An article published on the BBC News website on December 1st related to two incidents that had taken place the previous day.
At around 9:30 p.m. on November 30th a young man was stabbed to death at a bus stop in the town of Arad. The victim was later identified as IDF soldier Sgt Ron Yitzhak Kukia from Tel Aviv, aged 19, and the incident – which is still under investigation – is being treated as a terror attack.
Over twelve hours after the incident occurred the BBC News website produced a report titled “Israeli soldier stabbed to death in ‘terror attack’” in which, for reasons unknown, it decided to anglicise his middle name.
“A soldier has been stabbed to death in southern Israel in what police say was a suspected terror attack.
Sgt Ron Isaac Kukia, 19, was killed at a bus stop in the city of Arad on Thursday night. Security forces are searching for at least one attacker.”
Readers also found statements that have been recycled using different numbers on numerous occasions throughout the last two years. Although the information is readily available, the BBC did not cite the actual number of Israelis murdered in terror attacks since September 2015 – fifty-four – but made do with an approximation.
“Some 50 Israelis and five foreign nationals have been killed since late 2015 in a series of gun, knife, and car-ramming attacks, predominantly by Palestinians or Israeli Arabs.
Around 300 Palestinians have also been killed in that period. Most were assailants, Israel says, while others were killed in clashes with troops.”
Notably, the BBC continues to use the “Israel says” formula in that statement and – despite having had over two years to do so – has apparently not bothered to independently confirm how many of the Palestinians killed during that time were in the process of carrying out terror attacks.
The second incident mentioned in the report was portrayed in a manner that suggested some sort of connection between the two events even though no such linkage has been established.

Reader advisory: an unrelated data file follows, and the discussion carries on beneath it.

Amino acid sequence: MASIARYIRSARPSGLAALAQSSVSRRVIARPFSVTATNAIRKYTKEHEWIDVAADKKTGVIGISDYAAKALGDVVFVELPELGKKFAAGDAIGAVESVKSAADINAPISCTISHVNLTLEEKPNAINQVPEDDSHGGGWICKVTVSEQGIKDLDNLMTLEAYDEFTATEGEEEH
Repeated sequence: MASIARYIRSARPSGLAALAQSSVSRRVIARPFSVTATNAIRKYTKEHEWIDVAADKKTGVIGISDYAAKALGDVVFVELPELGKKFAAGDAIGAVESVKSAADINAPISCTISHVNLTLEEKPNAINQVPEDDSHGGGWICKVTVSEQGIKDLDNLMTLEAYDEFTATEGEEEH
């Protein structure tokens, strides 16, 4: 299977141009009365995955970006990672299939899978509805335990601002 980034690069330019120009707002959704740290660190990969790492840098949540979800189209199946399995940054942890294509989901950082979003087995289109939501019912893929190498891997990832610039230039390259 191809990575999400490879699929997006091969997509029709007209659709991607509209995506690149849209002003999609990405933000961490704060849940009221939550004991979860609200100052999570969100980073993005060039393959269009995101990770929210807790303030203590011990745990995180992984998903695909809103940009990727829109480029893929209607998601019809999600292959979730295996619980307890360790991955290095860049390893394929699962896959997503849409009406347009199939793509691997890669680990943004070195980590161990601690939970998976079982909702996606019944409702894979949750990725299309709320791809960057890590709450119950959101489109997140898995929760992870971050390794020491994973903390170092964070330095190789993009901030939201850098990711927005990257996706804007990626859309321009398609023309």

“Israel also struck the Gaza Strip in retaliation for mortar fire. […]
Thursday night’s attack [in Arad] came hours after Israeli tank-fire and air strikes struck militant positions inside the Gaza Strip in response to mortar fire across the border into Israel.
At least 10 mortars landed, without causing casualties. Three Palestinians were lightly hurt by an air strike south of Gaza City, Palestinian sources in Gaza said.
Israel said it targeted sites belonging to the militant Islamist movements Hamas and Islamic Jihad. An Israeli military spokesman indicated that Islamic Jihad was suspected of being behind the mortar fire, though no group has said it was responsible.
The mortar attacks came one month after 12 Islamic Jihad militants were killed when the Israeli military destroyed a tunnel they had dug under the border into Israel.
Islamic Jihad threatened at the time to take revenge for the deaths.”
In fact twelve mortars were fired on the afternoon of November 30th at an IDF post near the border with the north-eastern Gaza Strip. Interestingly, readers were not informed that – as reported in the Israeli media – army spokespersons indicated that the IDF knew – rather than “suspected” – that the PIJ carried out the mortar attacks.
“The army spokesperson said the attack was carried out by the Islamic Jihad terror group. “We know who conducted the attack, we even know them by name,” Conricus said.”
Predictably, the BBC’s report did not provide readers with any information concerning the effects of the PIJ attacks on civilians in the area.
“Security officials issued instructions to cease train operations between Ashkelon and Sderot, and farmers were ordered to vacate fields located around the Gaza region. In addition, all work on the Gaza border fence was suspended and IDF forces were ordered to leave the area.
One of the farmers evacuated from the area recounted the fire exchange.
“Five workers were working in the orchard in a plantation near the border. Suddenly there was a series of explosions, one after the other. We dropped to the ground and put our hands on our head. We thought we were being shot at,” he recalled.
“The explosions lasted about five minutes. The moment they ended we picked up our tools and bolted. We were really scared. It was all very jolting.””
The BBC’s claim that “Israel said it targeted sites belonging to the militant Islamist movements Hamas and Islamic Jihad” is obviously inaccurate. In fact the IDF announced that it had targeted “six terrorist military positions in Gaza” and “military posts belonging to terror organisations”.
As we see, the corporation not only refrains itself from using accurate terminology to describe the terror groups Hamas and Palestinian Islamic Jihad and their operatives, but even puts inaccurate wording into the mouths of Israeli officials.
BBC News report on Gaza tunnel equivocal about its purpose
Palestinian Islamic Jihad clarifies what the BBC did not